Brain Wired For Adventure

Scientists have identified a key region of the brain which encourages us to be adventurous. The region, located in a primitive area of the brain, is activated when we choose unfamiliar options, suggesting an evolutionary advantage for sampling the unknown.

The experimental evidence was gained by University College London (UCL) researchers who carried out tests on volunteers while using an fMRI scanner to observe the brain at work. The volunteers were shown a selection of images, which they had already been familiarized with. Each image had a unique probability of reward attached to it and over the course of the experiment the volunteers would be able to work out which selection would provide the highest rewards. However, when unfamiliar images were introduced, the researchers found that volunteers were more likely to take a chance and select one of these options than continue with their familiar (and safer) options.

UCL’s Dr Bianca Wittmann showed that when the subjects selected an unfamiliar option, an area of the brain known as the ventral striatum lit up, indicating that it was more active. The ventral striatum is in one of the evolutionarily primitive regions of the brain, suggesting that the process can be advantageous and will be shared by many animals.

“Seeking new and unfamiliar experiences is a fundamental behavioral tendency in humans and animals,” said Dr Wittmann. “It makes sense to try new options as they may prove advantageous in the long run. For example, a monkey who chooses to deviate from its diet of bananas, even if this involves moving to an unfamiliar part of the forest and eating a new type of food, may find its diet enriched and more nutritious.”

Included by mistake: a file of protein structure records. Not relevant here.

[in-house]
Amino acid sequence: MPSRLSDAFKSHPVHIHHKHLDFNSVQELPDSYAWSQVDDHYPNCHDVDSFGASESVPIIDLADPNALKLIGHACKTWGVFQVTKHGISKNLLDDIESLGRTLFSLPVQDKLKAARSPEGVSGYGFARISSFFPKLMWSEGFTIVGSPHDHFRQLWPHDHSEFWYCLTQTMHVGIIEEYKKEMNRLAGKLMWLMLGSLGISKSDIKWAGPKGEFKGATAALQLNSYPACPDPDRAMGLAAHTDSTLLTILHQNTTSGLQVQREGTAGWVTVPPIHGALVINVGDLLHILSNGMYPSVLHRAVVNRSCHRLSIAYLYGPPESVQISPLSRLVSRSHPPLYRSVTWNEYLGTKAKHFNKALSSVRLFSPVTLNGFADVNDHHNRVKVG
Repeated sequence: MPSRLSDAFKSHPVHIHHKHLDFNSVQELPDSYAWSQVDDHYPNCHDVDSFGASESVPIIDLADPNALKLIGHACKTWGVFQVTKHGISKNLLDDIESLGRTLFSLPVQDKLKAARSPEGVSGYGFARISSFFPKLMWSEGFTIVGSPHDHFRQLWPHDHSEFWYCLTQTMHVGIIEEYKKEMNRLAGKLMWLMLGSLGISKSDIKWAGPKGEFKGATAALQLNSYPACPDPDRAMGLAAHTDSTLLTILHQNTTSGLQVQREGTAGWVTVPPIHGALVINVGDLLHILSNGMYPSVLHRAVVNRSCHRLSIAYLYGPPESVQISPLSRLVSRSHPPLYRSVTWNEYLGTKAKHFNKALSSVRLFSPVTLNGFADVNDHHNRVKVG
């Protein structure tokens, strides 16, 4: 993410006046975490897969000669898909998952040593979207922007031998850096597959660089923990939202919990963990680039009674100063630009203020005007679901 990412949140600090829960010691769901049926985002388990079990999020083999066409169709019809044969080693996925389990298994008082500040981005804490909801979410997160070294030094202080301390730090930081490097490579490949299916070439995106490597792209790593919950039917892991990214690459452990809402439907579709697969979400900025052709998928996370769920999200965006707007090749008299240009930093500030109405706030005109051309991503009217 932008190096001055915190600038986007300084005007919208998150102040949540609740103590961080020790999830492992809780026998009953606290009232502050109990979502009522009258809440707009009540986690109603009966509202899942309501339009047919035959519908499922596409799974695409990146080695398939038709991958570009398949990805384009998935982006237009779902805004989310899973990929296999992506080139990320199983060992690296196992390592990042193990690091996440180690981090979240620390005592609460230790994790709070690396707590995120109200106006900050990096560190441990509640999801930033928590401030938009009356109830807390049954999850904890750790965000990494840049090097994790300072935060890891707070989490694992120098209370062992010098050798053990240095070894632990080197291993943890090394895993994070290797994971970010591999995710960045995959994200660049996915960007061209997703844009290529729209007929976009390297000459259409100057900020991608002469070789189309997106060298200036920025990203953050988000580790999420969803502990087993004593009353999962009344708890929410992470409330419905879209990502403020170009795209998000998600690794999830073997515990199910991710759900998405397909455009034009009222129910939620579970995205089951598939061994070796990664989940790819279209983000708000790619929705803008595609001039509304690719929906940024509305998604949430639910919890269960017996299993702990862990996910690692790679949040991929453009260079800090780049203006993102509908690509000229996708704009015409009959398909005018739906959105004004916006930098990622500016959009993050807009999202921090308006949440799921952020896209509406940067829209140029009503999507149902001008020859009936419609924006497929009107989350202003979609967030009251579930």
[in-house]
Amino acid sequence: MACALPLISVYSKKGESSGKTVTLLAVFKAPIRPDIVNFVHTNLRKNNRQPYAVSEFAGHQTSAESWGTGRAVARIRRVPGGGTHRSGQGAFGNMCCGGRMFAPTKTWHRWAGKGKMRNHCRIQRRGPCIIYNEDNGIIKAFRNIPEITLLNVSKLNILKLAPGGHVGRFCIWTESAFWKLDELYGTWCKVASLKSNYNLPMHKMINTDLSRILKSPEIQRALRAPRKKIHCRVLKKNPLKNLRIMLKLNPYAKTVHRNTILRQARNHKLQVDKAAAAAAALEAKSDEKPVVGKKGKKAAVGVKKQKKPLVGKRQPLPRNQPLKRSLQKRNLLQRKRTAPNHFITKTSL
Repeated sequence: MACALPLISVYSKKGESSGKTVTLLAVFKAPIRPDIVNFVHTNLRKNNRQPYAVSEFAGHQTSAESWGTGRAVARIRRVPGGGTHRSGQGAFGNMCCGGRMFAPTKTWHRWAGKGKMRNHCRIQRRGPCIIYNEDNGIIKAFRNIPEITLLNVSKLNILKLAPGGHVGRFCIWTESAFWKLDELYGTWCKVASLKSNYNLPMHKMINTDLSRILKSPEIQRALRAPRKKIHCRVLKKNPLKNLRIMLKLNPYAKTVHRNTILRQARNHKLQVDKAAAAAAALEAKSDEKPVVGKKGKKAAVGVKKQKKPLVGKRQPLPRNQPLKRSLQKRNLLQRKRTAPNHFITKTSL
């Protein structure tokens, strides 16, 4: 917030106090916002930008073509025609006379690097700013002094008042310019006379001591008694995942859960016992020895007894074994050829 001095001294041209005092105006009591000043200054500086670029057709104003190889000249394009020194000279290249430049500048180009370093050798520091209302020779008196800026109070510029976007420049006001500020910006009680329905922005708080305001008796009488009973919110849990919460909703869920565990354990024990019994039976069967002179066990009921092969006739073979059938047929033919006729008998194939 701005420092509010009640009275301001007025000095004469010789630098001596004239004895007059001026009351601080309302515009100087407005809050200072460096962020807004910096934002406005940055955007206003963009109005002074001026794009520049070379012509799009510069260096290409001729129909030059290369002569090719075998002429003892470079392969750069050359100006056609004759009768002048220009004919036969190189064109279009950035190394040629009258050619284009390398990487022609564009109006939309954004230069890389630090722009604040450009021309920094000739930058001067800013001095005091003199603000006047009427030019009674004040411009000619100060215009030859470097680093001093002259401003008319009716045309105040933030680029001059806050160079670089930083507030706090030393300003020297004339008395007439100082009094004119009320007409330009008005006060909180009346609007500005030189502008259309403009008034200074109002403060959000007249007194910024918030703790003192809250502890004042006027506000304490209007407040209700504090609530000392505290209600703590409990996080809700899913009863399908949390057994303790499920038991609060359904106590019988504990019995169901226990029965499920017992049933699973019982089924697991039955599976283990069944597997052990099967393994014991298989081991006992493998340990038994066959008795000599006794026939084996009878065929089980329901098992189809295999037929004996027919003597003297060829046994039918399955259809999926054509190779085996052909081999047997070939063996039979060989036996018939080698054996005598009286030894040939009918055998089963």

The ventral striatum is one of the key areas involved in processing rewards in the brain. Although the researchers cannot say definitively from the fMRI scans how novelty seeking is being rewarded, Dr Wittmann believes it is likely to be through dopamine release.

Interestingly, however, whilst rewarding the brain for making novel choices may prove advantageous in encouraging us to make potentially beneficial choices, it may also make us more susceptible to exploitation.

“I might have my own favorite choice of chocolate bar, but if I see a different bar repackaged, advertising its ‘new, improved flavor’, my search for novel experiences may encourage me to move away from my usual choice,” says Dr Wittmann. “This introduces the danger of being sold ‘old wine in a new skin’ and is something that marketing departments take advantage of.”

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Source: Wellcome Trust

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